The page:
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Providing a canvas of creativity for the campus

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Providing a canvas of creativity for the campus

A pair of University of Miami students, Sofia Perez-Baux and Roma Williams, established DISE, an art community that cultivates a creative, inclusive platform for students who appreciate art and are looking to learn more about it.



What do a biomedical engineering major and an interactive media major have in common? They both believe that art is inherent and should be accessible to all.

University of Miami undergraduates Roma Williams and Sofia Perez-Baux formed an art community called DISE—a play on words combining “dice,” (“says” in Spanish), with “diseño,” (“design” in Spanish), to mean “what design says”—that cultivates a creative, inclusive community for students who are looking to create and learn more about art. The duo said what sets them apart from other groups is that most of their members are non-art majors.

“There are a lot of artistic people on campus, and we note the fact that art doesn’t have to be for people who just study art,” said Williams, who will graduate in May with a bachelor’s degree in biomedical engineering. “We wanted to build a community that is diverse and supportive for people who are not artists or maybe not as creative but have an interest and want a space to talk about their love of art.”

The students met through a mutual friend in spring 2022 and together they spend their free time visiting local art galleries and the Miami Beach Botanical Garden. Last fall, Perez-Baux shared her idea of ​​creating a space for non-art majors with Williams and consequently DISE was founded.

“During my first year at the U, I took an art class with David Marsh, and this was during the pandemic. So, we weren’t really getting to see anyone around campus,” said Perez-Baux, who is now a junior. “I looked, but I didn’t find any clubs that fit what I was looking for. So, I took the initiative to start something that I wanted to see.”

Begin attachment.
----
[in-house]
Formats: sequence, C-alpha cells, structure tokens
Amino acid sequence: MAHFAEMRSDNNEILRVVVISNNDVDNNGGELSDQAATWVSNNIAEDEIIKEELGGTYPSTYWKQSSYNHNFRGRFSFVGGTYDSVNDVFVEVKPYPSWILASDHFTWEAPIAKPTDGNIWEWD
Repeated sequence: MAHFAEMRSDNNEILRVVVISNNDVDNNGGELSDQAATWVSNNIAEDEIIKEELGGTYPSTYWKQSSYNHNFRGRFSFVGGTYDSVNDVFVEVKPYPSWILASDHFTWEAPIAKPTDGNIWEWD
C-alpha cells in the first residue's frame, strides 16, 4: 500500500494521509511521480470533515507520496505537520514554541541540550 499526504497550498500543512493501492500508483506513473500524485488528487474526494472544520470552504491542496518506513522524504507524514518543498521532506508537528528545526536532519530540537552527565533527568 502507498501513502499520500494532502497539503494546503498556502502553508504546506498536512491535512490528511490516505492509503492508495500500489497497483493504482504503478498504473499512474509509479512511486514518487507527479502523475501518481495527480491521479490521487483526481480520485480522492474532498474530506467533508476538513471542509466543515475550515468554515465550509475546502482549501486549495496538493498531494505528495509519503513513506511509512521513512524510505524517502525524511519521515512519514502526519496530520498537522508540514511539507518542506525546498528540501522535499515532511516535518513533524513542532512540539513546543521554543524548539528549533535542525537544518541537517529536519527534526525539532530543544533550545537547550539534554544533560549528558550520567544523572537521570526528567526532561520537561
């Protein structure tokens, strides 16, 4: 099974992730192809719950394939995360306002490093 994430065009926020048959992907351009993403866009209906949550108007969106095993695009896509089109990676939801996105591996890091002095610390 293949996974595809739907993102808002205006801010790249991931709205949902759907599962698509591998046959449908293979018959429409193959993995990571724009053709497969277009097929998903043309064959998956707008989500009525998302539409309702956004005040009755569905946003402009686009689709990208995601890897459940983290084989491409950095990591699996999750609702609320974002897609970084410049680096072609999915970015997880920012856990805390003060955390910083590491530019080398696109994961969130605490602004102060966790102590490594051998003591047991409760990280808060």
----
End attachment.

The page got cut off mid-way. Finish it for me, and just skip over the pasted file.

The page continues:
Today, DISE has gathered upward of 50 campus community members, including students and faculty members, for meetings, art classes, gallery tours, and what the two students call “Art Talks.”

“The club has many positives and is a resource for students who want to engage in art-making even if they don’t have time for an intense course,” said Marsh. “The students and faculty involved are interesting people with a diverse set of skills and focus. Members should find a place where they fit in with ease.

One of Williams’ objectives in life is to begin her mission of bringing people together who can collaborate and make a difference in their communities by using creativity.

“Wherever I end up, it is a priority that I include art in the work that I do,” said the graduating senior, who will soon be working for an artificial heart valve company. “There are so many studies that show that art makes a big difference in the mind and in professional workspaces.”

The students will continue to offer events through May, when Williams graduates. And they are looking for an ambitious student who is equally as passionate about art to partner with Perez-Baux during the next academic year.

Although Perez-Baux and Williams are not art majors, art has increasingly become a large part of their lives. The pair wants campus community members to know that art doesn’t have to be confined to painting and drawing.

“Art is what helped me get into slightly better schools and to receive a decent education growing up,” said Perez-Baux, who auditioned and was accepted into magnet programs within the Miami-Dade County Public Schools System since elementary school. “Art became an escape.”

“Art is also music, its writing, its journaling, its public speaking,” said Williams. “It doesn’t have to be so black and white—it’s anything that you create.”

To keep up with DISE follow the group on Instagram @diseartorg.




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